Kinetic studies on water-soluble gold nanoparticles coordinated to poly(vinylpyrrolidone): isotropic to anisotropic transformation and morphology
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The growth kinetics, isotropic-to-anisotropic transformation, structural properties and surface morphology of polyvinylpyrrolidone (PVP)-coordinated gold nanoparticles are reported in this work. The reduction of gold ions, kinetics, and growth mechanism of gold nanoparticles, and the coordination between PVP and gold are explored for the first time in this single report. The layer-by-layer growth mechanism (adsorption of gold ions to the nuclei and their subsequent reduction) was observed in the growth of isotropic nanoparticles during the initial stage of the reaction, whereas the Ostwald ripening mechanism (growth of larger particles at the expense of smaller particles) was observed in the growth of the anisotropic nanoparticles in the later stage of the reaction. The surface plasmon resonance band for the anisotropic nanoparticles (average size for a typical sample was ca. 9 nm) was blue-shifted (20 nm) toward that of the isotropic nanoparticles (whose average size is much smaller than that of the anisotropic nanoparticles). The increased effective electron density on the surface of anisotropic particles was the cause of this blue shift. The resultant gold colloids were very stable because the PVP molecules were coordinated through both the C–N and C=O groups, instead of the C=O group alone. The positions of the surface plasmon band and morphology of the gold products were strongly dependent on the amount of PVP.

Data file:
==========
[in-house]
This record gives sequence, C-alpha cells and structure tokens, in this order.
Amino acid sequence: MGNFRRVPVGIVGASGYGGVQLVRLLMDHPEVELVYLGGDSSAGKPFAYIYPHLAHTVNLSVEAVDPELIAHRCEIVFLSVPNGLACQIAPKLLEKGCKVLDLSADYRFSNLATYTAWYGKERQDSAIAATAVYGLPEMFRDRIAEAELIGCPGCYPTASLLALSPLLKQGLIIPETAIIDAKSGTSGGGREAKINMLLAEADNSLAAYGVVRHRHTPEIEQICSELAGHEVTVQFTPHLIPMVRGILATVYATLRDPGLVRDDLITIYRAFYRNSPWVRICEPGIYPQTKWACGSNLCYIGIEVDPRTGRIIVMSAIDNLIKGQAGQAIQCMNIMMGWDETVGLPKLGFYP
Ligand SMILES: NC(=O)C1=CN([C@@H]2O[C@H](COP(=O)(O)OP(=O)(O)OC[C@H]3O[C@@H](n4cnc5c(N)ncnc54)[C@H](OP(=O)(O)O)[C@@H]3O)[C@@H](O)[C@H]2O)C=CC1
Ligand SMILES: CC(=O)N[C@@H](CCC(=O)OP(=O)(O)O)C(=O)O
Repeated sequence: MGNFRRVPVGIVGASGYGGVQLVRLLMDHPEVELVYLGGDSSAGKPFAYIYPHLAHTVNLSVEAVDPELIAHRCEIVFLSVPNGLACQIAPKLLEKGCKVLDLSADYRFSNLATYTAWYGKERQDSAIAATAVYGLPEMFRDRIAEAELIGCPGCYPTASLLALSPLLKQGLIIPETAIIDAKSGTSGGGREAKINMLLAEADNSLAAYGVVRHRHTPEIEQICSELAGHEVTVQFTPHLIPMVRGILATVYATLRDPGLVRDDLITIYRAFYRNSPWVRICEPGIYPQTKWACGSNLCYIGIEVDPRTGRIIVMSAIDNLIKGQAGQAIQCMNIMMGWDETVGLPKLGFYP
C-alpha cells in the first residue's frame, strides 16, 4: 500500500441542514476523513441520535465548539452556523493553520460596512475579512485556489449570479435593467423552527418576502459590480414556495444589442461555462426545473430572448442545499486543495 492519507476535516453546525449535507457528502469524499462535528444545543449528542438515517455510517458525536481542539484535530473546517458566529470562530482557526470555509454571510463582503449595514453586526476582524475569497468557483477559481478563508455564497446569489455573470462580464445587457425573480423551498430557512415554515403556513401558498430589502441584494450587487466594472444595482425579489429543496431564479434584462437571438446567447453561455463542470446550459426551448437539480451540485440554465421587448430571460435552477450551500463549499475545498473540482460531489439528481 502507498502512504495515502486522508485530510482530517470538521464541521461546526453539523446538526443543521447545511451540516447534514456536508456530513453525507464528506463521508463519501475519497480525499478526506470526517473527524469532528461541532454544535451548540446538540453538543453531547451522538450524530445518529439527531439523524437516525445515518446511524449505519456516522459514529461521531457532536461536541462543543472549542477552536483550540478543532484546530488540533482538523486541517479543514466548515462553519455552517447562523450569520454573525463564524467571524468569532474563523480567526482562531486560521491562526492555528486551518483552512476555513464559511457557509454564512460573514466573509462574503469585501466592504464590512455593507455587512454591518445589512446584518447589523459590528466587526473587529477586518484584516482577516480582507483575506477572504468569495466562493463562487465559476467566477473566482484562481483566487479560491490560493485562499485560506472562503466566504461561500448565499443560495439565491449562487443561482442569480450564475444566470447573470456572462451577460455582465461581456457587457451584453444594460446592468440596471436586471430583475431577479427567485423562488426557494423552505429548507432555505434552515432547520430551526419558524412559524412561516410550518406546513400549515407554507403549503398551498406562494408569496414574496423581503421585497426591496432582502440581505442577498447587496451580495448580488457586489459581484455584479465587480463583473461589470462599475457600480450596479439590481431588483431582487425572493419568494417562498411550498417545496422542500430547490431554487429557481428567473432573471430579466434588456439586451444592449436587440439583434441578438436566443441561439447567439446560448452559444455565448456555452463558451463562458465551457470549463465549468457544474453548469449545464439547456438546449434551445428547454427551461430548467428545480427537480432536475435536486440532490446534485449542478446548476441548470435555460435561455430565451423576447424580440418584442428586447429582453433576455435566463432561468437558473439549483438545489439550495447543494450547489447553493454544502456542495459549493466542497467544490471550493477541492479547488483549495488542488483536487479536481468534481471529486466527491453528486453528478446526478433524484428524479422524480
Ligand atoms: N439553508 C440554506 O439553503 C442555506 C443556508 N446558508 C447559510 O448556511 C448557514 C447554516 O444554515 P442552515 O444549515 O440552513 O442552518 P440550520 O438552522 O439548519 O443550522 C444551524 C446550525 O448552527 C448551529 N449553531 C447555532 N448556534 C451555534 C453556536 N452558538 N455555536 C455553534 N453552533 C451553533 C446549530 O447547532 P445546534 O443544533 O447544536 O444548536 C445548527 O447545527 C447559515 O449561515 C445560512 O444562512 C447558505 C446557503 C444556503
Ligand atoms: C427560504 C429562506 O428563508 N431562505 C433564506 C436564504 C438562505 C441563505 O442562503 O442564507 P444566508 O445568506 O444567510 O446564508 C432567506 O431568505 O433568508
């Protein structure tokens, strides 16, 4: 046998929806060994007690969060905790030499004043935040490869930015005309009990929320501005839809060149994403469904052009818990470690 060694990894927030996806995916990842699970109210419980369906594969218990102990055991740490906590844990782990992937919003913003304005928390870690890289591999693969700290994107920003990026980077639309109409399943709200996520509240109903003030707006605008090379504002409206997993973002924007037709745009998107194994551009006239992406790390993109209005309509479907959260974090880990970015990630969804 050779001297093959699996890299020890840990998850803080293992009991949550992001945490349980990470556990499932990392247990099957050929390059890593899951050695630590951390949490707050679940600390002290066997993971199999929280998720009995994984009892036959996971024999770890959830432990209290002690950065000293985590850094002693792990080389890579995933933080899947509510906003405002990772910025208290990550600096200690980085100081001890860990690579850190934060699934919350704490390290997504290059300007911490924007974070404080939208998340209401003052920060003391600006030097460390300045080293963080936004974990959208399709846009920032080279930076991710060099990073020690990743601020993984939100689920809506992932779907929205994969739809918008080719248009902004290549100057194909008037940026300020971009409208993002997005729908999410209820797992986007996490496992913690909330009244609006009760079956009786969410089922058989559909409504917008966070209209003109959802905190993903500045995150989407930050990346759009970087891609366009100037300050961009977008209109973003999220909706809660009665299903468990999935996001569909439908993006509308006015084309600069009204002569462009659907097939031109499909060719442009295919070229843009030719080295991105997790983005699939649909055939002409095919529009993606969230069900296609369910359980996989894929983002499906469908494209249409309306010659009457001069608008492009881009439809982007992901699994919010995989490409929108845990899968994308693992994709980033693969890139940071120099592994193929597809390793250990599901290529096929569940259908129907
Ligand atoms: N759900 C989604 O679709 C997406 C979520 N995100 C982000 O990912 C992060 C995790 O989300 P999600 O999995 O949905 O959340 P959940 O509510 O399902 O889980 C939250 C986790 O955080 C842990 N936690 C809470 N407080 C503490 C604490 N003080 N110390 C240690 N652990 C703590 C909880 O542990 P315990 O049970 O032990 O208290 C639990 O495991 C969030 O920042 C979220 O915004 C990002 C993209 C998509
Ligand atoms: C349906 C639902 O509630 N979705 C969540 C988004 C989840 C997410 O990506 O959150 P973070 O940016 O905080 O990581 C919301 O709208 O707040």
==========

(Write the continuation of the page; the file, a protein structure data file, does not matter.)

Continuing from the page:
KeywordsGold Nanoparticles Gold Particle Gold Colloid Plasmon Band Surface Plasmon Resonance Band
This work was supported by the National Research Foundation of Korea (NRF) Grant funded by the Ministry of Education, Science and Technology, Korea (MEST) (Acceleration Research Program (No. 2011-0000385) and the Pioneer Research Center Program (No. 2011-0001667/2011-0001668), a grant from the Fundamental R&D program for Core Technology of Materials funded by the Ministry of Knowledge Economy, Korea, and the MEST for the Brain Korea 21 Project. We thank the Korea Basic Science Institute for the TEM and XPS measurements.
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